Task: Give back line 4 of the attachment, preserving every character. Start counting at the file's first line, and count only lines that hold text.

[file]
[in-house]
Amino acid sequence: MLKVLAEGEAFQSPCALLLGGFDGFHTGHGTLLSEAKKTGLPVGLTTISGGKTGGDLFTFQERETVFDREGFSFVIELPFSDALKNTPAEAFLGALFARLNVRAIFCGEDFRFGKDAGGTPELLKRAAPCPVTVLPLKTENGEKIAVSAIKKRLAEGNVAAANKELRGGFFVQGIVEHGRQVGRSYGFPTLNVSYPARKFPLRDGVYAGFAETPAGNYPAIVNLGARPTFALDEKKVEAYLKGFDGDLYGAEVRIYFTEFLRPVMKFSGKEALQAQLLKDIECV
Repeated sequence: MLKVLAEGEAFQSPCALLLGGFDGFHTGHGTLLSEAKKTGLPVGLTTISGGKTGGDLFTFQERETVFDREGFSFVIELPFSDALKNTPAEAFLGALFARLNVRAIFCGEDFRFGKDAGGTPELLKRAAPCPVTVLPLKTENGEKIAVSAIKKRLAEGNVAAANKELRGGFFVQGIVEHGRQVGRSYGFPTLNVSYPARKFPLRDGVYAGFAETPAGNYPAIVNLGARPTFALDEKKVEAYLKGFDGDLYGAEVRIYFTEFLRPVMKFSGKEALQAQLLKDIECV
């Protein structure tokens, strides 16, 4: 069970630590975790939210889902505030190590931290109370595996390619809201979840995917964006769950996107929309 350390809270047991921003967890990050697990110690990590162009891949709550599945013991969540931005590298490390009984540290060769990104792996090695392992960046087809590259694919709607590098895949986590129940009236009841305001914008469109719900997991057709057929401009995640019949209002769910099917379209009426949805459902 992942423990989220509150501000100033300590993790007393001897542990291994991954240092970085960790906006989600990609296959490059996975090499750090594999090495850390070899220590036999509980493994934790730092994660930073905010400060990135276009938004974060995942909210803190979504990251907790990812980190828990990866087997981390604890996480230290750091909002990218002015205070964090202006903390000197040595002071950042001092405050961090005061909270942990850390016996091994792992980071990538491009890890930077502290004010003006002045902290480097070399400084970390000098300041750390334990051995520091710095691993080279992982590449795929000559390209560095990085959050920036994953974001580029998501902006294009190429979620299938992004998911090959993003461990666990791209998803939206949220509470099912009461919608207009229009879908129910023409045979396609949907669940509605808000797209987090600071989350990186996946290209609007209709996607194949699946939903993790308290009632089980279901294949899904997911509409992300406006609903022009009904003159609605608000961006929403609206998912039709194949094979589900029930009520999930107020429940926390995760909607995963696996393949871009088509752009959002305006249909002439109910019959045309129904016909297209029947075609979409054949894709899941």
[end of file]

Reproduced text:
């Protein structure tokens, strides 16, 4: 069970630590975790939210889902505030190590931290109370595996390619809201979840995917964006769950996107929309 350390809270047991921003967890990050697990110690990590162009891949709550599945013991969540931005590298490390009984540290060769990104792996090695392992960046087809590259694919709607590098895949986590129940009236009841305001914008469109719900997991057709057929401009995640019949209002769910099917379209009426949805459902 992942423990989220509150501000100033300590993790007393001897542990291994991954240092970085960790906006989600990609296959490059996975090499750090594999090495850390070899220590036999509980493994934790730092994660930073905010400060990135276009938004974060995942909210803190979504990251907790990812980190828990990866087997981390604890996480230290750091909002990218002015205070964090202006903390000197040595002071950042001092405050961090005061909270942990850390016996091994792992980071990538491009890890930077502290004010003006002045902290480097070399400084970390000098300041750390334990051995520091710095691993080279992982590449795929000559390209560095990085959050920036994953974001580029998501902006294009190429979620299938992004998911090959993003461990666990791209998803939206949220509470099912009461919608207009229009879908129910023409045979396609949907669940509605808000797209987090600071989350990186996946290209609007209709996607194949699946939903993790308290009632089980279901294949899904997911509409992300406006609903022009009904003159609605608000961006929403609206998912039709194949094979589900029930009520999930107020429940926390995760909607995963696996393949871009088509752009959002305006249909002439109910019959045309129904016909297209029947075609979409054949894709899941």